Analyze how China networks sovereignty in the United States.

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The Chinese government extends sovereignty in the United States by using networked platforms to assert control over Chinese firms that operate in the United States and U.S. firms that operate in China. Firms and users willingly participate in this trade in goods and services for convenience, profitability, or entertainment.

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Take TikTok, for example: While the firm has made significant efforts to create a firewall between its U.S. and Chinese businesses, its parent company ByteDance remains subject to Chinese government data security audits. As a firm with a dominant presence in the Chinese market through its Chinese social media platform Douyin, ByteDance doesn’t have the luxury of exiting the Chinese market. Yet because the Chinese government has designated TikTok’s algorithm as a national security asset, ByteDance also does not have the option of spinning off its TikTok business. TikTok is the most well-known example, but similar dynamics exist for firms across a wide range of sectors. In my book, I profile everything from farm tools to baby monitors.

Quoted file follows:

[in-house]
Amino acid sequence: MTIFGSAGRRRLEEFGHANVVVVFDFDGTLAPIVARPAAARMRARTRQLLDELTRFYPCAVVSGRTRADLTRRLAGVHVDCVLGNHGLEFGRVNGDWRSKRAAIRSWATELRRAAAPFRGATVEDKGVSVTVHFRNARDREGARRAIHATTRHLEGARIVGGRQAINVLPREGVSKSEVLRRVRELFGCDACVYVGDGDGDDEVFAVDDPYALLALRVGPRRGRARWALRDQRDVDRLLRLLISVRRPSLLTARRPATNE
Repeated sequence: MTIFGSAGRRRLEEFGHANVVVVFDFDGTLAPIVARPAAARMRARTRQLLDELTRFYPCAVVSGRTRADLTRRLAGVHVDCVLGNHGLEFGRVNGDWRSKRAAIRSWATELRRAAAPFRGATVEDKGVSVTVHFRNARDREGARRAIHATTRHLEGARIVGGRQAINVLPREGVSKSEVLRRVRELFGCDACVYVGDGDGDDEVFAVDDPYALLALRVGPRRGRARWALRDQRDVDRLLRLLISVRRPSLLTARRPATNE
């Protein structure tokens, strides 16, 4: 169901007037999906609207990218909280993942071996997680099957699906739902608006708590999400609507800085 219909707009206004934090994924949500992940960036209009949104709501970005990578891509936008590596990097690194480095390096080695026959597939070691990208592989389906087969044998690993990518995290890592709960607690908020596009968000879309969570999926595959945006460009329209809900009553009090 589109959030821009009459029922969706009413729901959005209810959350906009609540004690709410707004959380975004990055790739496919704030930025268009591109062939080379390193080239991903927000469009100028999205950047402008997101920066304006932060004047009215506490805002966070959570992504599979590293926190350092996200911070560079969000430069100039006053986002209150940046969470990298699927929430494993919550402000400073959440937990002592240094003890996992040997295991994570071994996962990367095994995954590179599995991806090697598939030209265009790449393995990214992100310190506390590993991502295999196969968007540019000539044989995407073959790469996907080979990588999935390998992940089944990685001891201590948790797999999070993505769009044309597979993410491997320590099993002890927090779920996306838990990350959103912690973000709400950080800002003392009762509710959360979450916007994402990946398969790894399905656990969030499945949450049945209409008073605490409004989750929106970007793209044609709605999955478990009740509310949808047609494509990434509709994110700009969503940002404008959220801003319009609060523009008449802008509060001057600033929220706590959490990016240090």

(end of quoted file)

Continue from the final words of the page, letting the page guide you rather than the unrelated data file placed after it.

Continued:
What is most important to note about how China networks sovereignty is how China’s efforts to extend its cyber sovereignty in the United States build on how the U.S. tech landscape already exploits user data.

If Chinese social media platforms function as critical infrastructure, as you posit, how are they used as surveillance tools?